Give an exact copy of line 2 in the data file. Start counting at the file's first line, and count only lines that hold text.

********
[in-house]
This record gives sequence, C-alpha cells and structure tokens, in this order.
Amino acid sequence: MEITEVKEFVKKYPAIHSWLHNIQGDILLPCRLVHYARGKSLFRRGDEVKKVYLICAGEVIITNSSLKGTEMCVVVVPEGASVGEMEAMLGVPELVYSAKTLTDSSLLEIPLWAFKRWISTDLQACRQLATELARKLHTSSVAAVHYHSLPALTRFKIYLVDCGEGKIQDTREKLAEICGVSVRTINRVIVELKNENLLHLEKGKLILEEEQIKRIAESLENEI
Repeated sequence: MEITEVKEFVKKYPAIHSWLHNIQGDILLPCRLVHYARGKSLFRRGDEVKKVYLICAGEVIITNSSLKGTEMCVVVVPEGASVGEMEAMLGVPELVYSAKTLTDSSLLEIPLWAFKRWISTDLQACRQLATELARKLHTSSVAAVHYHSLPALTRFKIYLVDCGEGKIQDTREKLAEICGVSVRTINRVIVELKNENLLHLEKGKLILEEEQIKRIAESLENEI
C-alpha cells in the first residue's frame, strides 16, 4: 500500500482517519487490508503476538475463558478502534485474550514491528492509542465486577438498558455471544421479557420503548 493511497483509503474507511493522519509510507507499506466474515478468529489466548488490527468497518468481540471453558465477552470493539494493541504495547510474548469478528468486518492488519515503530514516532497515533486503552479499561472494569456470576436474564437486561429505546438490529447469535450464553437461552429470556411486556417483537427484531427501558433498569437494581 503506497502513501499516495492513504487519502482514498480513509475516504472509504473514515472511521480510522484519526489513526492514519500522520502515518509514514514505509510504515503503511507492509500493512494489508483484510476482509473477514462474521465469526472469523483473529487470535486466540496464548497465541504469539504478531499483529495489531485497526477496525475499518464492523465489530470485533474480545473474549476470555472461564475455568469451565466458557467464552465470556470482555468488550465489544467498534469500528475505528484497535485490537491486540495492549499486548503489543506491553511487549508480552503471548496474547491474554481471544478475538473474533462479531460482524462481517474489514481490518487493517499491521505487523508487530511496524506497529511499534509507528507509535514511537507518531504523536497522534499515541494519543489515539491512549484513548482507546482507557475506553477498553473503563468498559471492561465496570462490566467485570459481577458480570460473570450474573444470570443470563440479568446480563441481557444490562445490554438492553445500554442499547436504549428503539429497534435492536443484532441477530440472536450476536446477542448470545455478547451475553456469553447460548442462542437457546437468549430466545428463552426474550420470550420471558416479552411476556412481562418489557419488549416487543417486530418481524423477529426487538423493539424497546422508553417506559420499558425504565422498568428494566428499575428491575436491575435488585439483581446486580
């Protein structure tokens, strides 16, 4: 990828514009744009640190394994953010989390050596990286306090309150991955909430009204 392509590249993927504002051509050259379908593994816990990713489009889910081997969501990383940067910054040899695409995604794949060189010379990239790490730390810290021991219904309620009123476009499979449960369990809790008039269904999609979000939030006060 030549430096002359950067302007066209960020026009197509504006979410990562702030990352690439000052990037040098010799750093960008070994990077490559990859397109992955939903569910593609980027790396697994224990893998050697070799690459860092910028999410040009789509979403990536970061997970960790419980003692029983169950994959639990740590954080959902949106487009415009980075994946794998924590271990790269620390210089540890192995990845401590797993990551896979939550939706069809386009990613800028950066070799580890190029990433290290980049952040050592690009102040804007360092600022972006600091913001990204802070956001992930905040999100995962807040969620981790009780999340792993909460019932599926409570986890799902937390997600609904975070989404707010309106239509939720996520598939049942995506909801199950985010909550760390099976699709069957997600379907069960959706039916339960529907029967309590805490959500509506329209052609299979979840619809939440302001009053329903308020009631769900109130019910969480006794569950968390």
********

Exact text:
This record gives sequence, C-alpha cells and structure tokens, in this order.